Julet Michelet, the famous French historian of the 19th century, began his lectures on British history by saying ‘Britain is an island’. Commonplace though this may sound, the line is illuminating. There is a lot in Britain being an island. It is not unusual to find in learned articles references such as ‘exports to Europe and the UK’.
It may be ironical, or appropriate, that the people of the United Kingdom chose to opt out of the European Union in the 400th year of William Shakespeare’s death. In the play Richard II, Shakespeare described England as “this fortress built by Nature for herself; against infection and the hand of war ... this blessed plot, this earth, this realm, this England”. If by infection Shakespeare meant the impurities of the Continent, it’s his view. But if he had thought his ‘fortress’ was insulated from war he knew he was wrong. The play’s protagonist, Richard II, had himself taken part in the Hundred Years War with France though the wars were mostly fought on French soil.
How much of English is English? England had been ruled by foreigners throughout history. First the Romans conquered it and ruled the land as a colonial power. Towards the end of the first millennium, England had a Danish ruling dynasty, followed by the French in the first century of the second millennium. For centuries the language of the court was French. When the Stuarts became unpopular in the 17th century, they had to be replaced by a Dutchman. George I, the first ruler of the Hanover (a city in Germany) dynasty, did not know English. Queen Victoria evidently owed much of her personality to the Germans, else why would she call her dynasty ‘Saxe-Coburg-Gotha’, the place her mother belonged to?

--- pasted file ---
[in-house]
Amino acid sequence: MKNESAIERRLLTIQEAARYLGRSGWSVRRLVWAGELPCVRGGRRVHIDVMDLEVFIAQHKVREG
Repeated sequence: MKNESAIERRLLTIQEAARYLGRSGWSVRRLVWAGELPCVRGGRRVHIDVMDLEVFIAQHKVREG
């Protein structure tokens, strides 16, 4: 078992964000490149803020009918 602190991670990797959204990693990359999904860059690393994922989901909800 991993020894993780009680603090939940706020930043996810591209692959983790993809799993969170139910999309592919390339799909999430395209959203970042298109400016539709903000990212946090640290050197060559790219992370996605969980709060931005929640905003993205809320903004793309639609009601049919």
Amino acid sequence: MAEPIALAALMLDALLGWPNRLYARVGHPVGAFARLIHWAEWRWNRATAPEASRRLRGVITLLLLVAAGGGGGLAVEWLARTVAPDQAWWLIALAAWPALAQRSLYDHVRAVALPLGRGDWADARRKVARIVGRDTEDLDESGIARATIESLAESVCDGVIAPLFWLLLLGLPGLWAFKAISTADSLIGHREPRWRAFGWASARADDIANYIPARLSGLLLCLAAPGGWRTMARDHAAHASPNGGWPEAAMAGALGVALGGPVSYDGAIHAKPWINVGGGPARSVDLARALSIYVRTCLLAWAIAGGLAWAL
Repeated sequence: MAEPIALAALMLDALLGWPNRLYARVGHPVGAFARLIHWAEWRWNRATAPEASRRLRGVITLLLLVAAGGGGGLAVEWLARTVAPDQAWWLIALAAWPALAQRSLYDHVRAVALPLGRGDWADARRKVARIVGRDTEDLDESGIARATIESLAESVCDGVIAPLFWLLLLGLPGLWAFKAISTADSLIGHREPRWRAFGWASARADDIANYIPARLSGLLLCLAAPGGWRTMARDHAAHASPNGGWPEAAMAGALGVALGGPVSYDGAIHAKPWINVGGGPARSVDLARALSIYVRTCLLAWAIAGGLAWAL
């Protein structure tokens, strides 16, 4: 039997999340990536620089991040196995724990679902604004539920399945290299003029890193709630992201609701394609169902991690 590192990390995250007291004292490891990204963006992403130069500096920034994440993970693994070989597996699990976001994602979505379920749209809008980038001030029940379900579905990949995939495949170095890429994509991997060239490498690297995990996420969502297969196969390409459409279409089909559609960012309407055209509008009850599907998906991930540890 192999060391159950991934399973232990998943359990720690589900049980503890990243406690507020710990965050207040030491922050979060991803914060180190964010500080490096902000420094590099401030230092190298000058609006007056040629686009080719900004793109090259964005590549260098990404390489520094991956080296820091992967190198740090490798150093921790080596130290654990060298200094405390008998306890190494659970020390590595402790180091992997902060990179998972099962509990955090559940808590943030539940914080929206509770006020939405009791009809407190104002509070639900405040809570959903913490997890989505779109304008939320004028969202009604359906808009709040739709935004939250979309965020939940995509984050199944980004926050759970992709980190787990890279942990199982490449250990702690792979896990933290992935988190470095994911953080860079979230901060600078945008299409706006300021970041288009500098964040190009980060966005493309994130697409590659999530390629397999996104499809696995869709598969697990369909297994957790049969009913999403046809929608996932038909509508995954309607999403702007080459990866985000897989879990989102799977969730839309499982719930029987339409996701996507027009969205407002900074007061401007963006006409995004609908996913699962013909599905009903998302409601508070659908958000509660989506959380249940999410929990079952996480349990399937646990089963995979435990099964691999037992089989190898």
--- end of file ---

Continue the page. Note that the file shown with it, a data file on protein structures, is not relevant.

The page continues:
Unlike the US, which had pursued a policy of isolation through the Monroe Doctrine of 1823, England did not keep itself out of continental affairs. In fact it embroiled itself in the War of Austrian Succession and the Seven Years, taking sides with one power and switching to another. It was part of the alliance to counteract Napoleon. When the First World War broke out in the Continent, and it was essentially a Continental war, British foreign secretary Edward Grey remarked: “The lights are going out all over Europe. We shall not see them lit in our lifetime.”
The Brits were aware of this, and so being a Brit was at one time being a liberal even for the Tories. The Jews were treated in a tolerant manner by Oliver Cromwell. Nineteenth Britain had a Jew prime minister. The Jew Karl Marx finally found a home in England.
Yet insularity in the British way of looking at the world there was, and the pettiness that results from it. It is most evident in the English language, which has derogatory words for the Scots (Jock), the Irish (Mick) and the Welsh (Taffy). To say one has welshed is to mean one has not returned the money one borrowed. If someone has levanted, someone has run away with money. We, Indians, were fortunate in that probably we did not even deserve that honour.
All that is in the past now. So when they now say they have won ‘independence’ what is that they are looking for? To regain their British-ness? It does not exist anymore. They do not re-live their history or inheritance. The current angst, by all accounts, is just a matter of house-keeping.